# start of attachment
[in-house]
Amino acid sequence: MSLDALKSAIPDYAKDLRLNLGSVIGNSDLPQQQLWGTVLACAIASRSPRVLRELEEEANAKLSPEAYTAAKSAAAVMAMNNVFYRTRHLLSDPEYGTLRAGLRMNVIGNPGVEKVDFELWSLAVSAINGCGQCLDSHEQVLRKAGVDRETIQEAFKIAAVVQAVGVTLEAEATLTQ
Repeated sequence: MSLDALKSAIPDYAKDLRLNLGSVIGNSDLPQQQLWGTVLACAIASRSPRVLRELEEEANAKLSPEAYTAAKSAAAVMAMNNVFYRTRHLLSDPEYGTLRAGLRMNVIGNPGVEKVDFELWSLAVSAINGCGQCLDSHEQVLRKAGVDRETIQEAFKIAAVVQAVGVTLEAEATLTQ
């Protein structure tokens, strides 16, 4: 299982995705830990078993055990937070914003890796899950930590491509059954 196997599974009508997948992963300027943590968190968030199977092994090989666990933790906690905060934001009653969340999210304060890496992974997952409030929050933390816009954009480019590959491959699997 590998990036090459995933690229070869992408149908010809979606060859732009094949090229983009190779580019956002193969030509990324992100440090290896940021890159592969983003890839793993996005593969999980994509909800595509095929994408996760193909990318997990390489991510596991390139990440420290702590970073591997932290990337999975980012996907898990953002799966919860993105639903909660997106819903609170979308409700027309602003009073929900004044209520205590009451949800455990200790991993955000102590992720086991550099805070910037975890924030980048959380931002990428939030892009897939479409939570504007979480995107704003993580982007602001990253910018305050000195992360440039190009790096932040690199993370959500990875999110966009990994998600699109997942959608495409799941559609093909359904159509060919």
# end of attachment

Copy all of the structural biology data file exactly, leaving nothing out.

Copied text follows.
[in-house]
Amino acid sequence: MSLDALKSAIPDYAKDLRLNLGSVIGNSDLPQQQLWGTVLACAIASRSPRVLRELEEEANAKLSPEAYTAAKSAAAVMAMNNVFYRTRHLLSDPEYGTLRAGLRMNVIGNPGVEKVDFELWSLAVSAINGCGQCLDSHEQVLRKAGVDRETIQEAFKIAAVVQAVGVTLEAEATLTQ
Repeated sequence: MSLDALKSAIPDYAKDLRLNLGSVIGNSDLPQQQLWGTVLACAIASRSPRVLRELEEEANAKLSPEAYTAAKSAAAVMAMNNVFYRTRHLLSDPEYGTLRAGLRMNVIGNPGVEKVDFELWSLAVSAINGCGQCLDSHEQVLRKAGVDRETIQEAFKIAAVVQAVGVTLEAEATLTQ
């Protein structure tokens, strides 16, 4: 299982995705830990078993055990937070914003890796899950930590491509059954 196997599974009508997948992963300027943590968190968030199977092994090989666990933790906690905060934001009653969340999210304060890496992974997952409030929050933390816009954009480019590959491959699997 590998990036090459995933690229070869992408149908010809979606060859732009094949090229983009190779580019956002193969030509990324992100440090290896940021890159592969983003890839793993996005593969999980994509909800595509095929994408996760193909990318997990390489991510596991390139990440420290702590970073591997932290990337999975980012996907898990953002799966919860993105639903909660997106819903609170979308409700027309602003009073929900004044209520205590009451949800455990200790991993955000102590992720086991550099805070910037975890924030980048959380931002990428939030892009897939479409939570504007979480995107704003993580982007602001990253910018305050000195992360440039190009790096932040690199993370959500990875999110966009990994998600699109997942959608495409799941559609093909359904159509060919």